The changes which must be implemented by the Phase 2 deadline are those which are more (but not most) time consuming from a logistical standpoint. Phase 2 initiatives will involve the development of many new internal policies in addition to new polices for credit reporting between the CRAs and their customers (aka data furnishers).

·        Phase 3 (June 8, 2018)

The "Completion Date" detailed in the settlement is the deadline for implementing all remaining changes in the settlement. Changes included in the Phase 3 rollout are the most time consuming in nature from a programming and training standpoint.

3. Medical Collections

Among the most exciting new policy modifications in the settlement include those which are related to the handling of medical collection accounts. Once implemented there will be 2 major changes in medical collection reporting procedures.

a.      Delayed Reporting - Medical collection accounts will not be permitted to appear on a credit report until the account is at least 6 months past the date when the account initially went delinquent. This change is required to be implemented by Phase 3 (June 8, 2018). Preventing the early reporting of medical collections will allow consumers more time to ensure that medical bills are paid by insurance without the fear of their credit reports and scores being damaged due to slow insurance claim review processes.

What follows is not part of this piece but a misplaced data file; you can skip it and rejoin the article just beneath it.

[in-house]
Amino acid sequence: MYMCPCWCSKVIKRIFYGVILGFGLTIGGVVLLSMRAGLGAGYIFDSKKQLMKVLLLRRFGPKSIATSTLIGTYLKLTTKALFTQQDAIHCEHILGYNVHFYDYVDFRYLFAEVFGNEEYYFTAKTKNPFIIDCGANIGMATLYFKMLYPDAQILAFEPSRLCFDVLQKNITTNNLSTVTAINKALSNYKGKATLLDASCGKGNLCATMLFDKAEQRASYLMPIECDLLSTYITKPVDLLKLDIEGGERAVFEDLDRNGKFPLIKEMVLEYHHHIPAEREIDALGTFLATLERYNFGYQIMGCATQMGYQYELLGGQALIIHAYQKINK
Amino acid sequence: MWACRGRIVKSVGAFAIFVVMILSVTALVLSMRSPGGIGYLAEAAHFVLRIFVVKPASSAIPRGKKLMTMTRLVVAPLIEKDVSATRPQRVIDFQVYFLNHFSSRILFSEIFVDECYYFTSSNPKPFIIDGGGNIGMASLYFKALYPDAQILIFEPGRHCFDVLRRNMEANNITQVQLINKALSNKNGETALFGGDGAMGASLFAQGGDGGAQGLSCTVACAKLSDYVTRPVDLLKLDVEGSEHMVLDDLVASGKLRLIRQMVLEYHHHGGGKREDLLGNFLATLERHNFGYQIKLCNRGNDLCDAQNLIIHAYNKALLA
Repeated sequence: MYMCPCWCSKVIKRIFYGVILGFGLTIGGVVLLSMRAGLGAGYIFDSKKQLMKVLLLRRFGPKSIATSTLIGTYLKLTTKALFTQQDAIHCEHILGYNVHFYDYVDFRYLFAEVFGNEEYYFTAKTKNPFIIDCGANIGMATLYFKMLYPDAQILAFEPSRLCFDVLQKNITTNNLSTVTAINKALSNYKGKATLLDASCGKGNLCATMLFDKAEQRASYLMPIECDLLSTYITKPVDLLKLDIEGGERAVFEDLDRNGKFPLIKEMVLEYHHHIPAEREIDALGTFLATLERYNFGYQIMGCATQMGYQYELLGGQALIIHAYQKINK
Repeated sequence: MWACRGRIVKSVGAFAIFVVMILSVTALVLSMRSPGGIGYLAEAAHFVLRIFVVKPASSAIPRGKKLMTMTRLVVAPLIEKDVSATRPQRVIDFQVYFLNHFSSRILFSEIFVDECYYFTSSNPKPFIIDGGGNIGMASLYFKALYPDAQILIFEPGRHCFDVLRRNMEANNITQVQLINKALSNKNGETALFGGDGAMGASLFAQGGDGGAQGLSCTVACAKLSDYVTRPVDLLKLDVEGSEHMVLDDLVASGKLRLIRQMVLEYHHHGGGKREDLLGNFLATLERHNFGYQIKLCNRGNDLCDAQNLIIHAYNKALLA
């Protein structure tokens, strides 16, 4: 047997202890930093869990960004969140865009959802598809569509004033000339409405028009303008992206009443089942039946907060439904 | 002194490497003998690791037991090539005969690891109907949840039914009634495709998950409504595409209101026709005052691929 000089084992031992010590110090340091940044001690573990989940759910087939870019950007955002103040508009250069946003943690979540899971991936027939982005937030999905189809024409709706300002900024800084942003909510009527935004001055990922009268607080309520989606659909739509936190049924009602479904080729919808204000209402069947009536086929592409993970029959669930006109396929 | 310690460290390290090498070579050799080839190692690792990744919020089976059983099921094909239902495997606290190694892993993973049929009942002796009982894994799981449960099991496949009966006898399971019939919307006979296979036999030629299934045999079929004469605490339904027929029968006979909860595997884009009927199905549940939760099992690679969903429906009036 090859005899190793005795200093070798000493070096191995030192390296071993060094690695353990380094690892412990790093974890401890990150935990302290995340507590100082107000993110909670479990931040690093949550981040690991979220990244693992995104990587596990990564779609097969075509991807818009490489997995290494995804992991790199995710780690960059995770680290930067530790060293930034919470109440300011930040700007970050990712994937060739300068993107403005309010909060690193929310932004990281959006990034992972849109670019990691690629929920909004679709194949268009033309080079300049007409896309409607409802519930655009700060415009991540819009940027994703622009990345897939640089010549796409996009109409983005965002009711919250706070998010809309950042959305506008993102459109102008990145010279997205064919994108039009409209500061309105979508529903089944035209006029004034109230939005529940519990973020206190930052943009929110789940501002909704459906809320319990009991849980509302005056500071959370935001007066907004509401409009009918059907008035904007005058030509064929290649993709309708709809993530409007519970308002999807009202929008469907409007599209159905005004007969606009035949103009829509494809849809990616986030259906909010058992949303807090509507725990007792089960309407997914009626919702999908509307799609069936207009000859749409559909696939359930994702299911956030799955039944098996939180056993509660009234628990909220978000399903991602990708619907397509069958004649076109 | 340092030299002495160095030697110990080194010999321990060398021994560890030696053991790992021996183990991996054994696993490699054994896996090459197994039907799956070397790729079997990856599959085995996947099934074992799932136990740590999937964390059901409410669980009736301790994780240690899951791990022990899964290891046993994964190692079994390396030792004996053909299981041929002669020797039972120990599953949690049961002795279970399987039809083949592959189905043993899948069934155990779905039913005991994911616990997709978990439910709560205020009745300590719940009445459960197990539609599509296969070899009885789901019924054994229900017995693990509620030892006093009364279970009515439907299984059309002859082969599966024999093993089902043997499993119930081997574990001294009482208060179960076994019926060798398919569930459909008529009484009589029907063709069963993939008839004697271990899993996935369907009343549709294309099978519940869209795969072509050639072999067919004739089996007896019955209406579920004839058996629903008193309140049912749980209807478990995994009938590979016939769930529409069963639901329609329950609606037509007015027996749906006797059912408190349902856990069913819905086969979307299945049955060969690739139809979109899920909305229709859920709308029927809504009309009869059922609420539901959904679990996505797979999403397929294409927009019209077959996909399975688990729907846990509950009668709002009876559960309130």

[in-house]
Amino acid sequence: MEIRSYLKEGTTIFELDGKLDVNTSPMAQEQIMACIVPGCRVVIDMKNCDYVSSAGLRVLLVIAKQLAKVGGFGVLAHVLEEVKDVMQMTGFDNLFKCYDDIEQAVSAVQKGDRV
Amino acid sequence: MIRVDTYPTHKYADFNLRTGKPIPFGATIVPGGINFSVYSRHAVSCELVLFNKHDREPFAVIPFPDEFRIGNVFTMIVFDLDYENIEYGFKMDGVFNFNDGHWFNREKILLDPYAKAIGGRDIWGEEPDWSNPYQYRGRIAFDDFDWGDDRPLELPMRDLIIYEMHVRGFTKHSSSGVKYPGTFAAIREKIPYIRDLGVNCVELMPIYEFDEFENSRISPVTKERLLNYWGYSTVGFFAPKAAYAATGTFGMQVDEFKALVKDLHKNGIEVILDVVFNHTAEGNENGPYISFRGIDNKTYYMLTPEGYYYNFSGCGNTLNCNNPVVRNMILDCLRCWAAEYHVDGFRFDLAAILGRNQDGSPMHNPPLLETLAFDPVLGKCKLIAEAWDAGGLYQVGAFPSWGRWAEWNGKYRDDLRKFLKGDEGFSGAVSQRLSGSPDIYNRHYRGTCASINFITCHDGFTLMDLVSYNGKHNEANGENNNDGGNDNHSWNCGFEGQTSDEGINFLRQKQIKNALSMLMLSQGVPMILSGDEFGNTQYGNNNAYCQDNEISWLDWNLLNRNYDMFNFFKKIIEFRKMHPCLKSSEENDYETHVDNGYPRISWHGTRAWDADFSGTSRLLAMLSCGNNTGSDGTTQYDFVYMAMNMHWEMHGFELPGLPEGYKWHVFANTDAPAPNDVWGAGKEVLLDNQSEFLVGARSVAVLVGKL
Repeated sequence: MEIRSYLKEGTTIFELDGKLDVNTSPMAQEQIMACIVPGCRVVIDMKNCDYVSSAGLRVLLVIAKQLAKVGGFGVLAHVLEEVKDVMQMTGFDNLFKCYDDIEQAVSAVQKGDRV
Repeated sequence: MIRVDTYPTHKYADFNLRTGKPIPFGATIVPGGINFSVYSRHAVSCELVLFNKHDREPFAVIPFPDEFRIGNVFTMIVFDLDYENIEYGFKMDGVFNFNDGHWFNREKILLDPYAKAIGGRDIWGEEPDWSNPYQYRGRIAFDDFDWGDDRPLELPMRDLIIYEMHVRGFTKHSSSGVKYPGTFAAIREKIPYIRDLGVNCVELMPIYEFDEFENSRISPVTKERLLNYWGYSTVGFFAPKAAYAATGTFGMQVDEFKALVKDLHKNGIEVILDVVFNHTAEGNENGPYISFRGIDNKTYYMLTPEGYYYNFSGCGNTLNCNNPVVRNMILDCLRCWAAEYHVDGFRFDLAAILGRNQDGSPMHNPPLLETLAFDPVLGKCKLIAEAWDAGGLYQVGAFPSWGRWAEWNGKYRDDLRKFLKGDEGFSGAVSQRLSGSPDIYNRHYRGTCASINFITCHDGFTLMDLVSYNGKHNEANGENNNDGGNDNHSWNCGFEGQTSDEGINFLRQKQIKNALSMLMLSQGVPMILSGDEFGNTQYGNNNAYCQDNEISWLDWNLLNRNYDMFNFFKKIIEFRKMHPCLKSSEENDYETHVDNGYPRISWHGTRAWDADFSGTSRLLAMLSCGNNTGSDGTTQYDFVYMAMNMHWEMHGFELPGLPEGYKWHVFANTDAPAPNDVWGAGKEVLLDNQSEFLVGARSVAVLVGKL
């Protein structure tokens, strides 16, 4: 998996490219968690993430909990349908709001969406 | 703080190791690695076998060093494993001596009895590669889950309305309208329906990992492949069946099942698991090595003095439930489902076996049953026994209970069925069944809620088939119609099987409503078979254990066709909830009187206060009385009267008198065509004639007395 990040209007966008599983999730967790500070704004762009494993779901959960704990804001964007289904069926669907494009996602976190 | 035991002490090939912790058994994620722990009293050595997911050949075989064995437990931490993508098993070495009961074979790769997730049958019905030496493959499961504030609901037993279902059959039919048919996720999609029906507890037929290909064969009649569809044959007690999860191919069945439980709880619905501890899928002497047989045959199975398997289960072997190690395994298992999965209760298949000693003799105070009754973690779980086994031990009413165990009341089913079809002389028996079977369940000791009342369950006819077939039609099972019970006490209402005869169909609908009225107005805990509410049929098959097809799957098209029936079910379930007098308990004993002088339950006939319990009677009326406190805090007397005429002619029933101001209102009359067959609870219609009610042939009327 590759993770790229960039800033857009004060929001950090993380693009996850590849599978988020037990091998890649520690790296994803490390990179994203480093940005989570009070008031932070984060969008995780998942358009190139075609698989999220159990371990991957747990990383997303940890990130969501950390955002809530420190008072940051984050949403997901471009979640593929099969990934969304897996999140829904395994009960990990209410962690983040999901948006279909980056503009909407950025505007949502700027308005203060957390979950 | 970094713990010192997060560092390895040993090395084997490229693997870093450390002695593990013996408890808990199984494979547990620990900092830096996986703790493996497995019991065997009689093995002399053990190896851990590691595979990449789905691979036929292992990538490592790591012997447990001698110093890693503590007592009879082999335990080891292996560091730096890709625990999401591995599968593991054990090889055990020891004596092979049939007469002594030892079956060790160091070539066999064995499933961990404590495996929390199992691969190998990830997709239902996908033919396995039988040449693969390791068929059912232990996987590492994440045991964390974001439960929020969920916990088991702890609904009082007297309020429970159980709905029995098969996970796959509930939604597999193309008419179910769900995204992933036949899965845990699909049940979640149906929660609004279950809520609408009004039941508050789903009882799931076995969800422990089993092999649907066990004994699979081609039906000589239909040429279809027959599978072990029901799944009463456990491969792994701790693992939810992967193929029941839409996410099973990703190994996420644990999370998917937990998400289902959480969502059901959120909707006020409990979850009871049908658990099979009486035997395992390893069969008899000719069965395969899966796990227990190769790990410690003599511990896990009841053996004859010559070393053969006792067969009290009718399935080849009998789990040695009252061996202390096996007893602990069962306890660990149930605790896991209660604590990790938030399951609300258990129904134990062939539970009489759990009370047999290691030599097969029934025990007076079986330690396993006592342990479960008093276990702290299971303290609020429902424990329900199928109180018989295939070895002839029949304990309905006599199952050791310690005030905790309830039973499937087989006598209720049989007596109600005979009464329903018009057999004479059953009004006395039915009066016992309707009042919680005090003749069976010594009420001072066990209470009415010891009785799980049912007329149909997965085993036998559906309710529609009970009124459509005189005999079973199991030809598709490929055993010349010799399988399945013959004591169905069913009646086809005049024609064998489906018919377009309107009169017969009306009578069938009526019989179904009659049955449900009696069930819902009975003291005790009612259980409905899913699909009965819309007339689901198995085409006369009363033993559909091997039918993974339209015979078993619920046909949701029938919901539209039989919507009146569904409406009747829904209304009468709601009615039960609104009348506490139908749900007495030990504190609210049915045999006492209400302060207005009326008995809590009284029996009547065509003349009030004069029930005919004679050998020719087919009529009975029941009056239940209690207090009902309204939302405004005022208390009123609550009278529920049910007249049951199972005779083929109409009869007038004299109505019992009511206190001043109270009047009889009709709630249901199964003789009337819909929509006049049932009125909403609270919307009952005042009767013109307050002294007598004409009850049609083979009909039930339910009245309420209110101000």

b.      Accounts Paid by Insurance - By the Phase 2 deadline (September 8, 2016) the CRAs will be required to remove or suppress from credit reports any medical collections which are paid or are being paid by a consumer's medical insurance provider. The removal/suppression will be retroactive and will apply to medical collection accounts which were paid by insurance in the past but are still currently remaining on any consumer's credit report. What makes this change especially exciting is the fact that the removal of a collection account from a consumer's credit reports, depending upon the situation, could potentially have an extremely positive impact upon that consumer's credit scores especially if it were the only negative account present.

4. More Dispute Resolution Influence from the Credit Reporting Agencies

One of the more anticipated changes by consumers which will be implemented in Phase 1 (September 8, 2015) has to do with the way which the CRAs handle certain disputes. In the past when a consumer disputed an account with the CRAs and included supporting documentation (i.e. proof that an account was paid off) the CRAs would still fully rely upon the data furnisher to either modify, delete, or verify the account.